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Who Was Saint Joseph?


Saint Joseph
Cathy Crawford / Workbook Stock / Getty Images


Saint Joseph, also known as Joseph the Worker and Joseph the Betrothed


The 1st century in Galilee when it was part of the ancient Roman Empire (now part of Israel)

Feast Days:

March 19th and May 1st (Joseph the Worker)

Patron Saint Of:

Saint Joseph represents the universal church’s protection against evil for people in this fallen world. He is also known for inspiring people to gain the faith they need to fight doubt and the courage they need to fight hesitation. Joseph also serves as the patron saint of groups that include: fathers, expectant mothers, families, married couples, workers, pioneers, immigrants, dying people, people working on social justice causes, people searching for new homes, and numerous places and churches worldwide.

Famous Miracles:

Believers consider Joseph’s overall example of faith in action throughout his life to be miraculous, because it inspires greater faith in those who look to his example of how to trust God and follow where God leads them. They point to several accounts of Joseph’s life from the Bible as miraculous moments.

The Bible records in the Gospel of Matthew that when Joseph discovered that his bride-to-be Mary was pregnant, he was troubled, thinking that she had had premarital sex with another man. Joseph considered how he could end their relationship as quietly as possible to bring the least amount of shame to Mary.

But God, who knew what Joseph was thinking, sent an angel to visit him in a dream and let him know that Mary had conceived a child -- Jesus Christ -- as a virgin through the Holy Spirit, and to encourage him to go through with his plans to marry her. Joseph responded by following through with God’s plans, without hesitation, despite the gossip and humiliation he would have to endure as a result from people who didn’t understand what was going on.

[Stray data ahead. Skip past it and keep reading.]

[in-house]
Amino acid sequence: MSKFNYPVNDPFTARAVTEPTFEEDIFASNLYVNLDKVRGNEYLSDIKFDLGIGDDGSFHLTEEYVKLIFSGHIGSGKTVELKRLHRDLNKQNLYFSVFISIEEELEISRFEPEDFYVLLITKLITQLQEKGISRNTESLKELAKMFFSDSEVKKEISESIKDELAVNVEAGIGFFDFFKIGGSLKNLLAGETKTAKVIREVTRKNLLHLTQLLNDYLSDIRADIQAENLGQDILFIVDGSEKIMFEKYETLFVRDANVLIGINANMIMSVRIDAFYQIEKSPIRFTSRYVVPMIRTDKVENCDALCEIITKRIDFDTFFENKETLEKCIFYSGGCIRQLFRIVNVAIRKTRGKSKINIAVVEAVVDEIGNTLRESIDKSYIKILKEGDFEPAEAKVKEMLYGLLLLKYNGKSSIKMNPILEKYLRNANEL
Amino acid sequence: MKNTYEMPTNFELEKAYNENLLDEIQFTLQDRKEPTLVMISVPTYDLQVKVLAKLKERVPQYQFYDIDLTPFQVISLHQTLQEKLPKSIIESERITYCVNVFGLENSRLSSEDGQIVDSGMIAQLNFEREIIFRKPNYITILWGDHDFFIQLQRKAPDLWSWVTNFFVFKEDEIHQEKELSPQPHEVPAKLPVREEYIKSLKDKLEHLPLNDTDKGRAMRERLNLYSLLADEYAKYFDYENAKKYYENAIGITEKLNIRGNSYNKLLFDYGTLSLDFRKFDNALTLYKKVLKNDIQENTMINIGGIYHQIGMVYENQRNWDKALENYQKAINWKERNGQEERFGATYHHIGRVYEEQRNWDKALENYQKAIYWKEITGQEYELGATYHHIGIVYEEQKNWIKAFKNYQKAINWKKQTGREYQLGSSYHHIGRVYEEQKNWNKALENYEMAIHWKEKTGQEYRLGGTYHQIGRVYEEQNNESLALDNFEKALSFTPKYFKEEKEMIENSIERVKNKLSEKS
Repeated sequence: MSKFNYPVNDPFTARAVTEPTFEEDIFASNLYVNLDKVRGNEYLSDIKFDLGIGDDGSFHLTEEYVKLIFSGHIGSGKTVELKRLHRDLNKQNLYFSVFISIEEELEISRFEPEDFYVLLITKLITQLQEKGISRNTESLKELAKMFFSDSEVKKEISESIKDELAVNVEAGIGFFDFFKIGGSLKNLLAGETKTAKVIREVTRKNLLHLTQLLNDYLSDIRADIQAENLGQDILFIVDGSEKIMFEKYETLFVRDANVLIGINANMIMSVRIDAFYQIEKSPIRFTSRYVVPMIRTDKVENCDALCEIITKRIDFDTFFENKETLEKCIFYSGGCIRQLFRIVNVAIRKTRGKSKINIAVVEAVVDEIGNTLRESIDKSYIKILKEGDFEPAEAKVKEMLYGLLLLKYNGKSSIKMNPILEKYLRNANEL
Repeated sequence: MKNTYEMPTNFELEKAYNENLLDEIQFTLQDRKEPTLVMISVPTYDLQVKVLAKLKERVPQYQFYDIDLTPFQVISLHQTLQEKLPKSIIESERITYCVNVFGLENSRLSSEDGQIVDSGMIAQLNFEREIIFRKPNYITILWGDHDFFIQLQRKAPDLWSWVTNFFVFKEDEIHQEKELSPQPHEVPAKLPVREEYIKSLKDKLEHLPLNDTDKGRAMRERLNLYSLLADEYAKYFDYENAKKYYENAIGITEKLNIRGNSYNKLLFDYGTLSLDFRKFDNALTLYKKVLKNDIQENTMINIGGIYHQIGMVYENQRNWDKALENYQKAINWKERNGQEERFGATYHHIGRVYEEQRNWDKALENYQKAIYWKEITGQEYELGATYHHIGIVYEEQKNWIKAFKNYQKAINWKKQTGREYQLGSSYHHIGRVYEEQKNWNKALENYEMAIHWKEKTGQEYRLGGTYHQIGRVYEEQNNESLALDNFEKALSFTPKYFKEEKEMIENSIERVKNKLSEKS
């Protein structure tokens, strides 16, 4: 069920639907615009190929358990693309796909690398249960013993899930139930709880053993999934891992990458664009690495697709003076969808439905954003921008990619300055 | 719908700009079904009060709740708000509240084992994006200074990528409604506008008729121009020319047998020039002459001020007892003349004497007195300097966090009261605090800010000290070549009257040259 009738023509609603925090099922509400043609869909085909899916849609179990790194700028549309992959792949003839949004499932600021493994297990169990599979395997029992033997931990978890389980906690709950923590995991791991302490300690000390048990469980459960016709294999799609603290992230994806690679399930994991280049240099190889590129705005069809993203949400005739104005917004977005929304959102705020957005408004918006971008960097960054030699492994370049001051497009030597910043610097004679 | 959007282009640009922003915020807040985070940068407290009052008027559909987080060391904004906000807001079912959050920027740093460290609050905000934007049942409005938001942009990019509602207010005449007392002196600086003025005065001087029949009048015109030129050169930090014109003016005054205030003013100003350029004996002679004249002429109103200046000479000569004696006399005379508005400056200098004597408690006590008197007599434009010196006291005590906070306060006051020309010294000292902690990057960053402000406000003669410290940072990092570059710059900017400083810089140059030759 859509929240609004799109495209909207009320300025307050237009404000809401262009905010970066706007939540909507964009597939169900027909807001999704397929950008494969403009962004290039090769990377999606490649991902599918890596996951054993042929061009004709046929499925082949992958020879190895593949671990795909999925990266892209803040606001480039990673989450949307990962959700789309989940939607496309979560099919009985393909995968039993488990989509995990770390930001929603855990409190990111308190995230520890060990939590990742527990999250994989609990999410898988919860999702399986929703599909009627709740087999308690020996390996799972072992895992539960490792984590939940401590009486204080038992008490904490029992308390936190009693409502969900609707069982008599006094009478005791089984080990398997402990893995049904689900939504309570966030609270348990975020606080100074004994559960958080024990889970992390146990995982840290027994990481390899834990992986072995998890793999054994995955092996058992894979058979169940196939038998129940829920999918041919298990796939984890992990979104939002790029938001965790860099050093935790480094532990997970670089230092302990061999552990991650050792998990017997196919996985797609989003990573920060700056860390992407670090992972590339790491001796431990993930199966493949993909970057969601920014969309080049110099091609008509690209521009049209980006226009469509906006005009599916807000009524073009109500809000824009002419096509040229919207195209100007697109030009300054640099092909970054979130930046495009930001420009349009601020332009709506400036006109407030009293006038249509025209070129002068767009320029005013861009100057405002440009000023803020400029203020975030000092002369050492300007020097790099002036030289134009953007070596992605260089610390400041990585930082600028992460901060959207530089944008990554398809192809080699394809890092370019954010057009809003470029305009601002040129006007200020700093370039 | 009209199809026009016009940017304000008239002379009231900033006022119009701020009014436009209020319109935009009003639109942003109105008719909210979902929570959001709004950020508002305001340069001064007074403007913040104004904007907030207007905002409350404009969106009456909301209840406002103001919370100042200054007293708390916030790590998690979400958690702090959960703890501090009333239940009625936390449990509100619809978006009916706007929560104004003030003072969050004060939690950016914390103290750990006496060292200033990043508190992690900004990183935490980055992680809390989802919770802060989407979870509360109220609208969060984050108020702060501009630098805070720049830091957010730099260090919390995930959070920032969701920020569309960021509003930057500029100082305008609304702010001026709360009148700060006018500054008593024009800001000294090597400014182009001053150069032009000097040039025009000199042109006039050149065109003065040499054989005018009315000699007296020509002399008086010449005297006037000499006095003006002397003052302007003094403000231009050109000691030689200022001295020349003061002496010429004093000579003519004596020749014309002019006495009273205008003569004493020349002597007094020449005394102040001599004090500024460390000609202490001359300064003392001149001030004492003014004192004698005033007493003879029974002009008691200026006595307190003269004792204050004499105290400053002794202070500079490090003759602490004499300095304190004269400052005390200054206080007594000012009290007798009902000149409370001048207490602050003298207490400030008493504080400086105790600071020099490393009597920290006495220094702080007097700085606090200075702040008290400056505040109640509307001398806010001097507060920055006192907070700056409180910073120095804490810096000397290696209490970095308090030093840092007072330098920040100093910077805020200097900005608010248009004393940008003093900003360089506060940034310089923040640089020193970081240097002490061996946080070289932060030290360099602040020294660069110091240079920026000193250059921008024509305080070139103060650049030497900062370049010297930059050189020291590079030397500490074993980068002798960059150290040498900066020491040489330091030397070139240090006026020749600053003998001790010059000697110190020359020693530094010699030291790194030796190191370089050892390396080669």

Later in the Bible, an angel visits Joseph in a dream once again to warn him that King Herod has ordered his soldiers to find Jesus and kill him, so Joseph should take Mary and Jesus to Egypt to protect their family. Joseph, characteristically, obeys the message from God without hesitation -- even though it means leaving behind all of his family and friends, and everything he owns.

Catholics and some Protestant Christians (like Orthodox and Anglican) worldwide have prayed for Saint Joseph’s intercession before God in heaven for their needs since his death in the first century AD. Some have reported various events they consider miraculous, such as receiving healing from diseases such as cancer, or receiving the courage they need to take difficult risks that they sense God calling them to take.


Joseph, who was born in 1st century Galilee (now part of Israel), was a descendant of King David, the heroic Jewish leader whose adventures are chronicled in the Torah and the Bible. He was a devout man who worked as a carpenter and perhaps also as a stone mason, building houses, furniture, or other items that people needed.

When Joseph became engaged to Saint Mary, he may or may not have been a widower who already had some children; historians don’t agree on the matter. However, most historians say that Joseph was considerably older than Mary.

Joseph raised Jesus Christ as his own son, even though he wasn’t related to him biologically. The Bible mentions that Jesus had "brothers" and "sisters" but doesn’t say whether they were stepchildren that Joseph had with a previous wife or whether they were born to Joseph and Mary after Jesus was born.

The last time that the Bible mentions Joseph was when and he Mary were looking for Jesus when Jesus was 12 years old and had left them temporarily to go to a temple to teach the people gathered there. Since no record exists of Joseph’s presence during Jesus’ ministry as an adult, Christian tradition says that he had died before that time. Certainly, say historians, Joseph must have died prior to the crucifixion, because Jewish custom would have called for him to take care of Jesus’ body afterward if Joseph would have been alive then -- but in his absence, others took over.

After Joseph’s death, Christians continued to celebrate the example of steadfast faith that he set. Coptic Christians began to venerate Joseph as a saint by the 4th century, and the Catholic Church began celebrating a feast day for him in the 6th century.

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